Foreign Investment in Mali's Arable Land Jumps by 60%
Originally published by The Guardian
By Claire Provost
Foreign investment in arable land in Mali increased by 60% between 2009 and 2010, says a report published on Thursday to coincide with the first international farmers' conference to tackle the global rush for land.
The report, by the US-based Oakland Institute and the Malian national farmers organisation, estimates that more than 544,500 hectares of Malian land have been leased or were under negotiation for lease by the end of 2010. The bulk of these land deals – covering an area the report says could sustain more than half a million small farmers – were negotiated by just 22 foreign agri-investors. Less than 5% of westAfrica's largest country is arable.
Mali has been at the centre of agri-investor interest and farmer resistance to the largescale deals that have sparked growing concernfrom international aid and development organisations.
"Corporations, fund managers and nations anxious to secure their own future food security have sought and secured large landholdings for offshore farms or speculation," says the report, noting that the food and fuel crises of 2008 appear to have jump-started the rush to acquire farmland across Africa. The report updates a study produced by the Oakland Institute earlier this year, which showed Harvard and other major American universities were key emerging investors in the continent's farmland.
Thursday's report notes that 40% of the recent large land deals negotiated in Mali have been flagged for the production of agrofuels, despite government assurances that such investments were to strengthen food security and transform the country into a major food supplier for the region.
An "ideological divide" has blocked progress on negotiating investments that benefit local communities, says the report. "While [industrialised agriculture] may involve smallholder support projects, the purpose is rarely to strengthen and promote traditional farming systems … Rather the aim is to 'modernise' them, increase competitiveness, focus on value chains for commodities, and orient smallholders towards the global marketplace."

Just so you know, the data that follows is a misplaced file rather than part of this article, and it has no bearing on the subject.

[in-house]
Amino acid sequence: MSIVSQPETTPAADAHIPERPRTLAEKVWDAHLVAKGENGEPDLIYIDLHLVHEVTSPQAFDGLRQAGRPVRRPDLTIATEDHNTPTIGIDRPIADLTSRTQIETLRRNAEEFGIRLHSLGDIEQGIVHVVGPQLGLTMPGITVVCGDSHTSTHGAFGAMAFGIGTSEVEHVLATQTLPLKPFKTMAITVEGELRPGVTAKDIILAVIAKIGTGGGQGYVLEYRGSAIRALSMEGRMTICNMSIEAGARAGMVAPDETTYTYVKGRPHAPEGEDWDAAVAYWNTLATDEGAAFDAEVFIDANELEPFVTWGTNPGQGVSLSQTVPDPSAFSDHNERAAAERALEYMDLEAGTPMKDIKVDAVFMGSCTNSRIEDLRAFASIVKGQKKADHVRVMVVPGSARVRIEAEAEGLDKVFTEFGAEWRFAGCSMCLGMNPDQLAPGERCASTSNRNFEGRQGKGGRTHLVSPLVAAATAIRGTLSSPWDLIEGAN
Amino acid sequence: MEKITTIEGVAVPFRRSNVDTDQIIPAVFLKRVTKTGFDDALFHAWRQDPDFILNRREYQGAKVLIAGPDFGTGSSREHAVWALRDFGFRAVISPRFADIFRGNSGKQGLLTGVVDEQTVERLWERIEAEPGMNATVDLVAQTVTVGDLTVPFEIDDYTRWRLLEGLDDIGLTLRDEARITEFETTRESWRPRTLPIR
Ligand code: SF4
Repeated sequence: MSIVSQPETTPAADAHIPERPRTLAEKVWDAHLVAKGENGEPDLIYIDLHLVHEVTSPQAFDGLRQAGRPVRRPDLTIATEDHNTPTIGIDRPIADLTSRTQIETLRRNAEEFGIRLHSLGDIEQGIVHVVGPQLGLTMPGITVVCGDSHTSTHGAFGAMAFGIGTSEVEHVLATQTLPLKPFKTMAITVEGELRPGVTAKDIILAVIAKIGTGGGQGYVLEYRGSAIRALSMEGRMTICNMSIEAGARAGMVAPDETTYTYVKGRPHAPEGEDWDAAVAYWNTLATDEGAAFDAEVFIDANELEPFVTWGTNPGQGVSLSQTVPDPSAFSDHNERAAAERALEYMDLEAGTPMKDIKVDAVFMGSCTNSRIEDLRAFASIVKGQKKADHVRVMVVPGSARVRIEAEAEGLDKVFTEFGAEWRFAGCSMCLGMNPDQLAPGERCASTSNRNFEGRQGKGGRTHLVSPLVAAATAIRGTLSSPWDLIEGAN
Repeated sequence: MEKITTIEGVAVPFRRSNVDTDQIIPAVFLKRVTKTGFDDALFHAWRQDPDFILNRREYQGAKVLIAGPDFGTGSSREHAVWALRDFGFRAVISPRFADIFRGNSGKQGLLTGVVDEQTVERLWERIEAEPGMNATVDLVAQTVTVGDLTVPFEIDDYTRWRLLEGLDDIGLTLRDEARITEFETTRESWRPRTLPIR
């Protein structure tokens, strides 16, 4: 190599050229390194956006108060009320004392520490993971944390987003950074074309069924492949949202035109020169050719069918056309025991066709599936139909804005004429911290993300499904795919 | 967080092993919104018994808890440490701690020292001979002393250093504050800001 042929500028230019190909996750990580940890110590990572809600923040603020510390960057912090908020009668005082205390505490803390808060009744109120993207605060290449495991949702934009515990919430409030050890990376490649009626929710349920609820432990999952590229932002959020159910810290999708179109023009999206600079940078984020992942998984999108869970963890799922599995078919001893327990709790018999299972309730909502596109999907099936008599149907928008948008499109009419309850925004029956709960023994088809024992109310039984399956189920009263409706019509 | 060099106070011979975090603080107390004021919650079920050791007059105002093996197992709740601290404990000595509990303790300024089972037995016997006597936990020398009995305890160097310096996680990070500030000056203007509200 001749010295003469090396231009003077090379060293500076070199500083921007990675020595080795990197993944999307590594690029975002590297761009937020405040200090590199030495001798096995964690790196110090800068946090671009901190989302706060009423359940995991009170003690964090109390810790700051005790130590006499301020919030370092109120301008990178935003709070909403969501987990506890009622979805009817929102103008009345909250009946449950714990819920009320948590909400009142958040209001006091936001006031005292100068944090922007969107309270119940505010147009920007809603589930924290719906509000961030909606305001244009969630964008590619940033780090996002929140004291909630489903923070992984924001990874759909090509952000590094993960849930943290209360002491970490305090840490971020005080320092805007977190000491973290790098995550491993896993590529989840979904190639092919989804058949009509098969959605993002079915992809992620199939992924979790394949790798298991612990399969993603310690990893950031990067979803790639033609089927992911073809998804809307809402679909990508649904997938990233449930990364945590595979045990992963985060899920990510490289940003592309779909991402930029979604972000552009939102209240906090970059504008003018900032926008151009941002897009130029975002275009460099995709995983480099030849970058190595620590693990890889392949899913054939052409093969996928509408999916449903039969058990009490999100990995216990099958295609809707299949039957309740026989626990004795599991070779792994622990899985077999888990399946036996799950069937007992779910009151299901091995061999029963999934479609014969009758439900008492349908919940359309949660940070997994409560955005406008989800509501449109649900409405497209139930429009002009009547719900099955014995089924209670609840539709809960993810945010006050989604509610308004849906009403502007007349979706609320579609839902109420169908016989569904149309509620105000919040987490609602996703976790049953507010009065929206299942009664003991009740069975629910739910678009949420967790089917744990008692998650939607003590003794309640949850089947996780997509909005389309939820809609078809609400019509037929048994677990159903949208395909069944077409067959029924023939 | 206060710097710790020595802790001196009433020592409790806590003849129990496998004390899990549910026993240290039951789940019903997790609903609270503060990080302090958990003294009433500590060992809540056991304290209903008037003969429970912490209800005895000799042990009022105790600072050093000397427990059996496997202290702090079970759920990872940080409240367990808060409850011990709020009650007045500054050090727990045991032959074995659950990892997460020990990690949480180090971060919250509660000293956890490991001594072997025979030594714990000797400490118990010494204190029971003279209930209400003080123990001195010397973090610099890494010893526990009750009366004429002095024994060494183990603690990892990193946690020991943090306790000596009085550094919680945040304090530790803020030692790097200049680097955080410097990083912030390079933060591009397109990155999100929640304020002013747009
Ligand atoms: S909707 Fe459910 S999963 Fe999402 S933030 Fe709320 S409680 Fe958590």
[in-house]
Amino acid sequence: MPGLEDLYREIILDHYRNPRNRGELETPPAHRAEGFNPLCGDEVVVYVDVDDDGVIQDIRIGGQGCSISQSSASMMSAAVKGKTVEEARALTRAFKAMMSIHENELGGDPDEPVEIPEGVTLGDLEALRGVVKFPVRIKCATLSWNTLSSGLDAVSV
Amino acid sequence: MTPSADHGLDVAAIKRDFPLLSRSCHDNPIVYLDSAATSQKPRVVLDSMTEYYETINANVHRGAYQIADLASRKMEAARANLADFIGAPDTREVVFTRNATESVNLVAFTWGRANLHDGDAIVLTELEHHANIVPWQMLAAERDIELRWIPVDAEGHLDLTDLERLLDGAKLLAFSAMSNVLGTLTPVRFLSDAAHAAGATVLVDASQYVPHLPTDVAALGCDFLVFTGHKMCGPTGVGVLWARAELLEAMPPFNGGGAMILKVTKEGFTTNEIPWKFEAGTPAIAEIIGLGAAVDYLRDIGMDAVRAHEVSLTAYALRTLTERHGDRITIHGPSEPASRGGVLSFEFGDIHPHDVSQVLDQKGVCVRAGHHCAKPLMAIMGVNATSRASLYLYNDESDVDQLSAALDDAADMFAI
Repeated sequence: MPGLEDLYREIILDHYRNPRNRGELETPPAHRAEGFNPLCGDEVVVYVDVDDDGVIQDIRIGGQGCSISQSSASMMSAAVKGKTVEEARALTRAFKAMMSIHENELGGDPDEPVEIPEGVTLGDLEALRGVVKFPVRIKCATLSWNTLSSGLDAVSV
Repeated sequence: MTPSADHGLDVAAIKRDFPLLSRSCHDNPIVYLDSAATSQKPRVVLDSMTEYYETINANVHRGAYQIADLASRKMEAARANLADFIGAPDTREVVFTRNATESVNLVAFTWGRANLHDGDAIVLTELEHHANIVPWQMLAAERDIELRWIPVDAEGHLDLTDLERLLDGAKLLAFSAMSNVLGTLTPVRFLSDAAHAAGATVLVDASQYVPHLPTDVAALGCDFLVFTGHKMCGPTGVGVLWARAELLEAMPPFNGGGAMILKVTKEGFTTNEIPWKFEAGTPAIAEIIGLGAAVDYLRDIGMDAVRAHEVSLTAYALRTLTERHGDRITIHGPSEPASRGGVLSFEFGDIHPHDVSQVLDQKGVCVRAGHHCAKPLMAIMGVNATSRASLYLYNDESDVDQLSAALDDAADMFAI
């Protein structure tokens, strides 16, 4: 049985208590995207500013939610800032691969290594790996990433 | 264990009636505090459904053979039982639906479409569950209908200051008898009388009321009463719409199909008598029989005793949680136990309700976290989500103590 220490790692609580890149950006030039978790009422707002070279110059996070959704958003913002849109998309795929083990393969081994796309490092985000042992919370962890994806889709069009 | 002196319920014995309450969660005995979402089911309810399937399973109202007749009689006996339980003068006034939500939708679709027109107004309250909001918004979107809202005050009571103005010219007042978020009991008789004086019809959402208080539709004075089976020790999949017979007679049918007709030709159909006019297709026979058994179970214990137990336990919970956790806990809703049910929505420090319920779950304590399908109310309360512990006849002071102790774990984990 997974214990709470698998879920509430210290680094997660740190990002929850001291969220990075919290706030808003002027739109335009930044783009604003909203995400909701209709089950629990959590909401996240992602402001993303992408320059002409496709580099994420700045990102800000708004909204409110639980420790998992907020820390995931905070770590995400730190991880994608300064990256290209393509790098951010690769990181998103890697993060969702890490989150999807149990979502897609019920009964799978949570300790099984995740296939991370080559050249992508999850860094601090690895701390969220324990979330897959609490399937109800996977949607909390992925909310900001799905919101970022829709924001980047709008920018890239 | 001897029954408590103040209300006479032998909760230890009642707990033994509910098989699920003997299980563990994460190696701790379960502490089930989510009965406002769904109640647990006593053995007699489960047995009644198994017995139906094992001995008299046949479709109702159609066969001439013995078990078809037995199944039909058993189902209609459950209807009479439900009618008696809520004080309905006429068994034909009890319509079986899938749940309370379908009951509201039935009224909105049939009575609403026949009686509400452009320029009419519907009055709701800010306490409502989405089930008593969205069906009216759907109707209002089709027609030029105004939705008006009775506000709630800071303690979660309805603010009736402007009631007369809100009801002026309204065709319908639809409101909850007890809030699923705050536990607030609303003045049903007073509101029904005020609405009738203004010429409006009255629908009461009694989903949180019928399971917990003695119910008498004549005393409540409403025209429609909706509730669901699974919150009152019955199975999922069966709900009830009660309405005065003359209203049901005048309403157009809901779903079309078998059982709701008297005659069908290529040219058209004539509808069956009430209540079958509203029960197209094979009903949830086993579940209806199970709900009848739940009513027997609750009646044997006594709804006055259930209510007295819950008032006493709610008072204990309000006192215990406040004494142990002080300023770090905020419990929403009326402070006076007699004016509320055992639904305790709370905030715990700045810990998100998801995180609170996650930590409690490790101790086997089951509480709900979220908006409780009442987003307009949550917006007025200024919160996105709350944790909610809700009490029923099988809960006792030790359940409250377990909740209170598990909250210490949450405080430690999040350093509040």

The report levels significant blame on the World Bank, which it says has "shaped the economic, fiscal and legal environment of Mali in a way that favours the acquisition of vast tracks of fertile lands by few private interests instead of bringing solutions to the widespread poverty and hunger plaguing the country". Mali ranked 175 out of 187 countries in this year's UN Human Development Index. The most recent figures suggest more than 50% of the population live on less than $1.25 a day and nearly a third of children under the age of five are malnourished.
The famine and food crisis in the Horn of Africa has pushed policymakers to focus on the potential of Africa's small farmers to strengthen countries' food security and ultimately drive economic development on the continent. Smallscale farmers are credited with producing as much as 80% of Africa's food.
Much of Mali's large deals concern state-owned land, where the informal rights of communities living on the land are not protected by law, and rarely recognised by public officials.
Ibrahima Coulibaly, head of the Malian national farmers' organisation, said "land-grabbing is a denial of historical rights", and that in many cases farmers have for generations lived on land that only formally became state assets after independence in the 1960s.
Publication of the report comes as hundreds of smallholder farmers and civil society activists from 30 countries descend on Selingue, in southern Mali, to draft a strategy to strengthen local communities' resistance to "land grabbing".
The conference, which runs from Thursday to Sunday, and is co-ordinated by the Malian national farmers organisation and the international peasants' movement La Via Campesina, plans to focus on examples of farmers' resistance to land grabs. While large land deals have received increasing attention from international organisations, conference organisers argue this has often been directed by large NGOs and rarely by small farmers themselves.
Research by Oxfam, published this year, suggests that nearly 230m hectares of land – an area the size of north-west Europe – have been bought or leased, largely in Africa, mostly by foreign companies, in thousands of secretive deals made since 2001. Earlier, the World Bank had published estimates putting that figure at just under 60m hectares.